I’m going to go off on a rant for a second here.
The story above interests me for several reasons. The people concerned about the possible slaughter of poultry in their neighborhood grocery store don’t identify themselves as vegetarians, animal lovers, or even crazy PETA activists. They aren’t concerned that the method of killing the chickens is cruel (which it isn’t). They simply seem to have a problem knowing where their poultry comes from. I’ve run up against this dilemma quite a lot lately.
People want to eat, but they also want to know as little as possible about the food they’re consuming. We have become so far removed from our food sources that it’s worrying to me in a large-scale Malthusian way. If we were to lose all means of current food production tomorrow, how many of us would be able to sustain ourselves? How many of us know which wild berries or mushrooms are edible? Or how to grow a vegetable garden? Or how to clean a fish? Or how to slaughter a lamb for meat? Or milk a cow? Or simply even COOK?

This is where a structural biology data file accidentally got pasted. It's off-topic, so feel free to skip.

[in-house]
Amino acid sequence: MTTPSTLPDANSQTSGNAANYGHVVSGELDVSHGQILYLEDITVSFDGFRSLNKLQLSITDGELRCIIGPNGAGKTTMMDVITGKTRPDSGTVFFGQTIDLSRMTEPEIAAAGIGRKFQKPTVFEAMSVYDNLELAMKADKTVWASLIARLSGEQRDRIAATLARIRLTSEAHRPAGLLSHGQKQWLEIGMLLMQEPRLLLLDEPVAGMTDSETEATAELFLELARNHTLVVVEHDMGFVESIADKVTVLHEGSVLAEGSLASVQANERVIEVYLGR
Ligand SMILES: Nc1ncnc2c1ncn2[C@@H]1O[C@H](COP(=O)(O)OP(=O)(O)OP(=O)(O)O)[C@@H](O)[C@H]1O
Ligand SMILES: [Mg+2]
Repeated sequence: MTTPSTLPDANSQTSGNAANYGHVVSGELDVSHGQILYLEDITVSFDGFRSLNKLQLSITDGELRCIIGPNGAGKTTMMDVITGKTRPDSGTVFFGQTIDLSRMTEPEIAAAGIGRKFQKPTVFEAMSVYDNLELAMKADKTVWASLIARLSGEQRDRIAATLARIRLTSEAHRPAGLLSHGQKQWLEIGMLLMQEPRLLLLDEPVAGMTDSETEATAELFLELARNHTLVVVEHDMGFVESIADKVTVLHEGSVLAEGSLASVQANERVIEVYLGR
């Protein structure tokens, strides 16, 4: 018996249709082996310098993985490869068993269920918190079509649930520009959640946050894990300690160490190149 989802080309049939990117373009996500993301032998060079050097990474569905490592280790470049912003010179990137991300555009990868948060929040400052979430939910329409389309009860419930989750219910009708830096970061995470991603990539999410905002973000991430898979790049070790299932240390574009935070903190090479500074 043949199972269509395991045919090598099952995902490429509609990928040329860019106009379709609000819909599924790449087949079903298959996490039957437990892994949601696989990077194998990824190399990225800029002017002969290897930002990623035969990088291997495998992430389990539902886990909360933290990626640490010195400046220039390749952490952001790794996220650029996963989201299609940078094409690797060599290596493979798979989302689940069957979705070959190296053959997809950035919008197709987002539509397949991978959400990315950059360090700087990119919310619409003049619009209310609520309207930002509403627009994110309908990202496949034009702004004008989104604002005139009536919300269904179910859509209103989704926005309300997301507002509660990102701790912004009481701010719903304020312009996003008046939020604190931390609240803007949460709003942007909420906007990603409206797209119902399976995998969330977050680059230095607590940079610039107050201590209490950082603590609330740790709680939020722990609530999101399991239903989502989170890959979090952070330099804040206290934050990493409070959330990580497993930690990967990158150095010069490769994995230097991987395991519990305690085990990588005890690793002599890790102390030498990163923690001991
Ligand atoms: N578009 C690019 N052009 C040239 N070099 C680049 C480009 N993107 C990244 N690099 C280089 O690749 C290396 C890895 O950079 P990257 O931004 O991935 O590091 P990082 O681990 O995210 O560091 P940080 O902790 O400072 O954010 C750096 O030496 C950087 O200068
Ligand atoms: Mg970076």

I was reading a book by Anthony Bourdain a few weeks ago, called A Cooks Tour: Global Adventures in Extreme Cuisines. In one of the chapters, Bourdain recounts visiting a friend’s family farm in Portugal and participating in the slaughter of a pig for a big feast later that week. Continue reading You Are What You Eat